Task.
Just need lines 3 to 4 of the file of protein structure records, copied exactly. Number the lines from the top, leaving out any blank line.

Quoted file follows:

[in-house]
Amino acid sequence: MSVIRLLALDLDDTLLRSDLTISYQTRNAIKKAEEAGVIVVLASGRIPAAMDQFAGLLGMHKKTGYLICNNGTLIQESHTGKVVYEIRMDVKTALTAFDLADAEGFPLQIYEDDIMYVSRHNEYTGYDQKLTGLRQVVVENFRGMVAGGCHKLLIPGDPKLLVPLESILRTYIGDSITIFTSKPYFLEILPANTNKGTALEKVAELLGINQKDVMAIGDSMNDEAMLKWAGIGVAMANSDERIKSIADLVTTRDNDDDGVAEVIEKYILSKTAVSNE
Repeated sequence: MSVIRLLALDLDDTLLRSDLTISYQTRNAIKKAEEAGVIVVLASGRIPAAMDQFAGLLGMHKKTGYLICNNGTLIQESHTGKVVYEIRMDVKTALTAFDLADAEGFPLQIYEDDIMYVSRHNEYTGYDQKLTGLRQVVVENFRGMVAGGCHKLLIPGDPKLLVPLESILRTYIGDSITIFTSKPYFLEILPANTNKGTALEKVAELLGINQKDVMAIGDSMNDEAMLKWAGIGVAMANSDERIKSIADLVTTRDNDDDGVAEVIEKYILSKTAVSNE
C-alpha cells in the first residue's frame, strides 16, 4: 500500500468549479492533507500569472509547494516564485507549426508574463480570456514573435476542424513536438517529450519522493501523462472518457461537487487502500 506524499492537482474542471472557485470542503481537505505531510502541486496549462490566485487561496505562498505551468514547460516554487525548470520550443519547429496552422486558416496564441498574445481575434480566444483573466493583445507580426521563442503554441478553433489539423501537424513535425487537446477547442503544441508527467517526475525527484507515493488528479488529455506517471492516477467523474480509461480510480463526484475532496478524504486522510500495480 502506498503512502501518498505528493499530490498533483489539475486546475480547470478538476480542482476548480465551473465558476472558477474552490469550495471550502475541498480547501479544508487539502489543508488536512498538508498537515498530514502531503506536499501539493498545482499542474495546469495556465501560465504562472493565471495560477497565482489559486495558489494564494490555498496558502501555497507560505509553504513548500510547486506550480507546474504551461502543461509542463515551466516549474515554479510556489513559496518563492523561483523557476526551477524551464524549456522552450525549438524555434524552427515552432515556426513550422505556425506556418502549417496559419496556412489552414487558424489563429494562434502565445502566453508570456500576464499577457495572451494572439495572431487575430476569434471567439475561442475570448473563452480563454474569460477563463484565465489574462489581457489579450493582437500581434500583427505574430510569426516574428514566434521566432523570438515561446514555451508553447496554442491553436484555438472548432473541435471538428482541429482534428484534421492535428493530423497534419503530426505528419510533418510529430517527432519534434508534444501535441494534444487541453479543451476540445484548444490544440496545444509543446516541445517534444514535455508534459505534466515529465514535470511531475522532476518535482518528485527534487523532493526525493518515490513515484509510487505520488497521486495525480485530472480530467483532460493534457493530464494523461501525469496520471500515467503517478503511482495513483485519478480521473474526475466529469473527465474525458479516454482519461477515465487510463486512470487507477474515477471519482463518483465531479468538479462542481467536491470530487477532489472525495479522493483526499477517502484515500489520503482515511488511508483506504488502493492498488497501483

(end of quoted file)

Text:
Repeated sequence: MSVIRLLALDLDDTLLRSDLTISYQTRNAIKKAEEAGVIVVLASGRIPAAMDQFAGLLGMHKKTGYLICNNGTLIQESHTGKVVYEIRMDVKTALTAFDLADAEGFPLQIYEDDIMYVSRHNEYTGYDQKLTGLRQVVVENFRGMVAGGCHKLLIPGDPKLLVPLESILRTYIGDSITIFTSKPYFLEILPANTNKGTALEKVAELLGINQKDVMAIGDSMNDEAMLKWAGIGVAMANSDERIKSIADLVTTRDNDDDGVAEVIEKYILSKTAVSNE
C-alpha cells in the first residue's frame, strides 16, 4: 500500500468549479492533507500569472509547494516564485507549426508574463480570456514573435476542424513536438517529450519522493501523462472518457461537487487502500 506524499492537482474542471472557485470542503481537505505531510502541486496549462490566485487561496505562498505551468514547460516554487525548470520550443519547429496552422486558416496564441498574445481575434480566444483573466493583445507580426521563442503554441478553433489539423501537424513535425487537446477547442503544441508527467517526475525527484507515493488528479488529455506517471492516477467523474480509461480510480463526484475532496478524504486522510500495480 502506498503512502501518498505528493499530490498533483489539475486546475480547470478538476480542482476548480465551473465558476472558477474552490469550495471550502475541498480547501479544508487539502489543508488536512498538508498537515498530514502531503506536499501539493498545482499542474495546469495556465501560465504562472493565471495560477497565482489559486495558489494564494490555498496558502501555497507560505509553504513548500510547486506550480507546474504551461502543461509542463515551466516549474515554479510556489513559496518563492523561483523557476526551477524551464524549456522552450525549438524555434524552427515552432515556426513550422505556425506556418502549417496559419496556412489552414487558424489563429494562434502565445502566453508570456500576464499577457495572451494572439495572431487575430476569434471567439475561442475570448473563452480563454474569460477563463484565465489574462489581457489579450493582437500581434500583427505574430510569426516574428514566434521566432523570438515561446514555451508553447496554442491553436484555438472548432473541435471538428482541429482534428484534421492535428493530423497534419503530426505528419510533418510529430517527432519534434508534444501535441494534444487541453479543451476540445484548444490544440496545444509543446516541445517534444514535455508534459505534466515529465514535470511531475522532476518535482518528485527534487523532493526525493518515490513515484509510487505520488497521486495525480485530472480530467483532460493534457493530464494523461501525469496520471500515467503517478503511482495513483485519478480521473474526475466529469473527465474525458479516454482519461477515465487510463486512470487507477474515477471519482463518483465531479468538479462542481467536491470530487477532489472525495479522493483526499477517502484515500489520503482515511488511508483506504488502493492498488497501483